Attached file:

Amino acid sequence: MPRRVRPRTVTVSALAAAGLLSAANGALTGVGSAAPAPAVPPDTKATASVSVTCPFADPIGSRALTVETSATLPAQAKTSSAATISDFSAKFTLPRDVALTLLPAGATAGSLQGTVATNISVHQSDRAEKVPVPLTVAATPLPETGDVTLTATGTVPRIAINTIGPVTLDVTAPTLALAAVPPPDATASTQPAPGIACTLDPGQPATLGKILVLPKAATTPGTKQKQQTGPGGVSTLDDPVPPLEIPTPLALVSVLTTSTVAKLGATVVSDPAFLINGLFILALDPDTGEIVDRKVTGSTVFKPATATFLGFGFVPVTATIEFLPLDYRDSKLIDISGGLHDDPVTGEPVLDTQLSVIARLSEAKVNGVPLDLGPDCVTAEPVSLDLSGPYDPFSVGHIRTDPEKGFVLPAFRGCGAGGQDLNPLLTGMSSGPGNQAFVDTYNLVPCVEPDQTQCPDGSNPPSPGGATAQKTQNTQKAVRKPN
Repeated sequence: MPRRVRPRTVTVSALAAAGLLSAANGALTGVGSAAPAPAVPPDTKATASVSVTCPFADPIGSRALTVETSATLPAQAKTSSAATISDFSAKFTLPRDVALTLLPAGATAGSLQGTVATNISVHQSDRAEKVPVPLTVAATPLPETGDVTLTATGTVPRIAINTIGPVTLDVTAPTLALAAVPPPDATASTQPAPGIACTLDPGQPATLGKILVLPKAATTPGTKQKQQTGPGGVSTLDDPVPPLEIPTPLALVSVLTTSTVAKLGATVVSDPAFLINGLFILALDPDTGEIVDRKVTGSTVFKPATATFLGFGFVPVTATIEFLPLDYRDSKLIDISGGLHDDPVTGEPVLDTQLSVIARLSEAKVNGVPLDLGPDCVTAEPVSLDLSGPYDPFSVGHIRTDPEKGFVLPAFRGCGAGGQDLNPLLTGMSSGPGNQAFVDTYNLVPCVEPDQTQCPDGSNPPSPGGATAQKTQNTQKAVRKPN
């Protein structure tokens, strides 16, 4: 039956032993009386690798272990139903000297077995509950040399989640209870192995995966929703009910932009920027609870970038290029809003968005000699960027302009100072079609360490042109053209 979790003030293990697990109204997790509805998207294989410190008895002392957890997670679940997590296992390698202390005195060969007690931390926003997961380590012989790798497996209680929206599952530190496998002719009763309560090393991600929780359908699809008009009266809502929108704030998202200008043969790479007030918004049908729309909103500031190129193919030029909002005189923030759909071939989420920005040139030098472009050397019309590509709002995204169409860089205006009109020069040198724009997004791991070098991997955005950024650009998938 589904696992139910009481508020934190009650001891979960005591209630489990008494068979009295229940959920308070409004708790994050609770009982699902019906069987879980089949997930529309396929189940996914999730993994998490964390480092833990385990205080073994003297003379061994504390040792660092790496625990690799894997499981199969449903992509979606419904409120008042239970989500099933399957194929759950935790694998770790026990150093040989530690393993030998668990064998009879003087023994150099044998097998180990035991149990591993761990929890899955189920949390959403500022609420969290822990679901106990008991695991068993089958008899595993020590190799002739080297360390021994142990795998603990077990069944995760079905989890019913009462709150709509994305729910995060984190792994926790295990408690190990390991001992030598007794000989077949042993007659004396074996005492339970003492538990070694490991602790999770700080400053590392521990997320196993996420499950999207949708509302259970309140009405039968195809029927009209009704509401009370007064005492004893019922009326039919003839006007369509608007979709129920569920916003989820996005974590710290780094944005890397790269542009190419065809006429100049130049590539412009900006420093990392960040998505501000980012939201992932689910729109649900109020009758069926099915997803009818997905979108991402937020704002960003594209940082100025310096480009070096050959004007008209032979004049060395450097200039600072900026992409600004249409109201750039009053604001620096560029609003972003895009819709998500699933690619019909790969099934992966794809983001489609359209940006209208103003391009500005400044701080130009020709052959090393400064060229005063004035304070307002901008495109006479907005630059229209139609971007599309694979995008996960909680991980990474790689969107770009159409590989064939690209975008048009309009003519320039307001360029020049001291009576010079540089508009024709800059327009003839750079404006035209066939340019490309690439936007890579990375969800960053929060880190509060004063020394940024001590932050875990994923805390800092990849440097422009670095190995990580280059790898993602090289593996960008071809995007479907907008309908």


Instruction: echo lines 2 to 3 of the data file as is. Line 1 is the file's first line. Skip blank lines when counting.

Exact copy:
Repeated sequence: MPRRVRPRTVTVSALAAAGLLSAANGALTGVGSAAPAPAVPPDTKATASVSVTCPFADPIGSRALTVETSATLPAQAKTSSAATISDFSAKFTLPRDVALTLLPAGATAGSLQGTVATNISVHQSDRAEKVPVPLTVAATPLPETGDVTLTATGTVPRIAINTIGPVTLDVTAPTLALAAVPPPDATASTQPAPGIACTLDPGQPATLGKILVLPKAATTPGTKQKQQTGPGGVSTLDDPVPPLEIPTPLALVSVLTTSTVAKLGATVVSDPAFLINGLFILALDPDTGEIVDRKVTGSTVFKPATATFLGFGFVPVTATIEFLPLDYRDSKLIDISGGLHDDPVTGEPVLDTQLSVIARLSEAKVNGVPLDLGPDCVTAEPVSLDLSGPYDPFSVGHIRTDPEKGFVLPAFRGCGAGGQDLNPLLTGMSSGPGNQAFVDTYNLVPCVEPDQTQCPDGSNPPSPGGATAQKTQNTQKAVRKPN
């Protein structure tokens, strides 16, 4: 039956032993009386690798272990139903000297077995509950040399989640209870192995995966929703009910932009920027609870970038290029809003968005000699960027302009100072079609360490042109053209 979790003030293990697990109204997790509805998207294989410190008895002392957890997670679940997590296992390698202390005195060969007690931390926003997961380590012989790798497996209680929206599952530190496998002719009763309560090393991600929780359908699809008009009266809502929108704030998202200008043969790479007030918004049908729309909103500031190129193919030029909002005189923030759909071939989420920005040139030098472009050397019309590509709002995204169409860089205006009109020069040198724009997004791991070098991997955005950024650009998938 589904696992139910009481508020934190009650001891979960005591209630489990008494068979009295229940959920308070409004708790994050609770009982699902019906069987879980089949997930529309396929189940996914999730993994998490964390480092833990385990205080073994003297003379061994504390040792660092790496625990690799894997499981199969449903992509979606419904409120008042239970989500099933399957194929759950935790694998770790026990150093040989530690393993030998668990064998009879003087023994150099044998097998180990035991149990591993761990929890899955189920949390959403500022609420969290822990679901106990008991695991068993089958008899595993020590190799002739080297360390021994142990795998603990077990069944995760079905989890019913009462709150709509994305729910995060984190792994926790295990408690190990390991001992030598007794000989077949042993007659004396074996005492339970003492538990070694490991602790999770700080400053590392521990997320196993996420499950999207949708509302259970309140009405039968195809029927009209009704509401009370007064005492004893019922009326039919003839006007369509608007979709129920569920916003989820996005974590710290780094944005890397790269542009190419065809006429100049130049590539412009900006420093990392960040998505501000980012939201992932689910729109649900109020009758069926099915997803009818997905979108991402937020704002960003594209940082100025310096480009070096050959004007008209032979004049060395450097200039600072900026992409600004249409109201750039009053604001620096560029609003972003895009819709998500699933690619019909790969099934992966794809983001489609359209940006209208103003391009500005400044701080130009020709052959090393400064060229005063004035304070307002901008495109006479907005630059229209139609971007599309694979995008996960909680991980990474790689969107770009159409590989064939690209975008048009309009003519320039307001360029020049001291009576010079540089508009024709800059327009003839750079404006035209066939340019490309690439936007890579990375969800960053929060880190509060004063020394940024001590932050875990994923805390800092990849440097422009670095190995990580280059790898993602090289593996960008071809995007479907907008309908």